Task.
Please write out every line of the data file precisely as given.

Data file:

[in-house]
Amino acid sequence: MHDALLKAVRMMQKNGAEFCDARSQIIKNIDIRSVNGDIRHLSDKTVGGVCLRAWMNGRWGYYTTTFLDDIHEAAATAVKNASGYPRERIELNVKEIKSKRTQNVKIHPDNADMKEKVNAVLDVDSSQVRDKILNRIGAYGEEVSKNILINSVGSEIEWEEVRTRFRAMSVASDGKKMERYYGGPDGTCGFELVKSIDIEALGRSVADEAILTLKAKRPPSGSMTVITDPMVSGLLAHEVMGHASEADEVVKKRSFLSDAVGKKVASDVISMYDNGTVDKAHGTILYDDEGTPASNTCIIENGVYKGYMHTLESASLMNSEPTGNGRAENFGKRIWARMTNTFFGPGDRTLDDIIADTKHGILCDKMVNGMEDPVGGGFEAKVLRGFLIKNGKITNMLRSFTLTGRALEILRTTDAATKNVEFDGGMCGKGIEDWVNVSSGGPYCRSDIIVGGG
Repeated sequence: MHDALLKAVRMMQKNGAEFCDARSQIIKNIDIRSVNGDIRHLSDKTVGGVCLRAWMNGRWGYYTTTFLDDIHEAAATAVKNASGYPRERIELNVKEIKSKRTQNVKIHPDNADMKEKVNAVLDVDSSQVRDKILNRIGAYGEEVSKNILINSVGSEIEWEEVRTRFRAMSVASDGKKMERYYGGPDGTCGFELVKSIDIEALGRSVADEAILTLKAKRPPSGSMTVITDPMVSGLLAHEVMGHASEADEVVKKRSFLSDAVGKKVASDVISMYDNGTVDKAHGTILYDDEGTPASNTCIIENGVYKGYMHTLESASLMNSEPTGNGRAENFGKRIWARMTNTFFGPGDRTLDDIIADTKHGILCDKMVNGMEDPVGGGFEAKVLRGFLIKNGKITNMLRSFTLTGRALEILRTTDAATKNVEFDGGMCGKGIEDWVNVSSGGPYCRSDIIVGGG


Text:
[in-house]
Amino acid sequence: MHDALLKAVRMMQKNGAEFCDARSQIIKNIDIRSVNGDIRHLSDKTVGGVCLRAWMNGRWGYYTTTFLDDIHEAAATAVKNASGYPRERIELNVKEIKSKRTQNVKIHPDNADMKEKVNAVLDVDSSQVRDKILNRIGAYGEEVSKNILINSVGSEIEWEEVRTRFRAMSVASDGKKMERYYGGPDGTCGFELVKSIDIEALGRSVADEAILTLKAKRPPSGSMTVITDPMVSGLLAHEVMGHASEADEVVKKRSFLSDAVGKKVASDVISMYDNGTVDKAHGTILYDDEGTPASNTCIIENGVYKGYMHTLESASLMNSEPTGNGRAENFGKRIWARMTNTFFGPGDRTLDDIIADTKHGILCDKMVNGMEDPVGGGFEAKVLRGFLIKNGKITNMLRSFTLTGRALEILRTTDAATKNVEFDGGMCGKGIEDWVNVSSGGPYCRSDIIVGGG
Repeated sequence: MHDALLKAVRMMQKNGAEFCDARSQIIKNIDIRSVNGDIRHLSDKTVGGVCLRAWMNGRWGYYTTTFLDDIHEAAATAVKNASGYPRERIELNVKEIKSKRTQNVKIHPDNADMKEKVNAVLDVDSSQVRDKILNRIGAYGEEVSKNILINSVGSEIEWEEVRTRFRAMSVASDGKKMERYYGGPDGTCGFELVKSIDIEALGRSVADEAILTLKAKRPPSGSMTVITDPMVSGLLAHEVMGHASEADEVVKKRSFLSDAVGKKVASDVISMYDNGTVDKAHGTILYDDEGTPASNTCIIENGVYKGYMHTLESASLMNSEPTGNGRAENFGKRIWARMTNTFFGPGDRTLDDIIADTKHGILCDKMVNGMEDPVGGGFEAKVLRGFLIKNGKITNMLRSFTLTGRALEILRTTDAATKNVEFDGGMCGKGIEDWVNVSSGGPYCRSDIIVGGG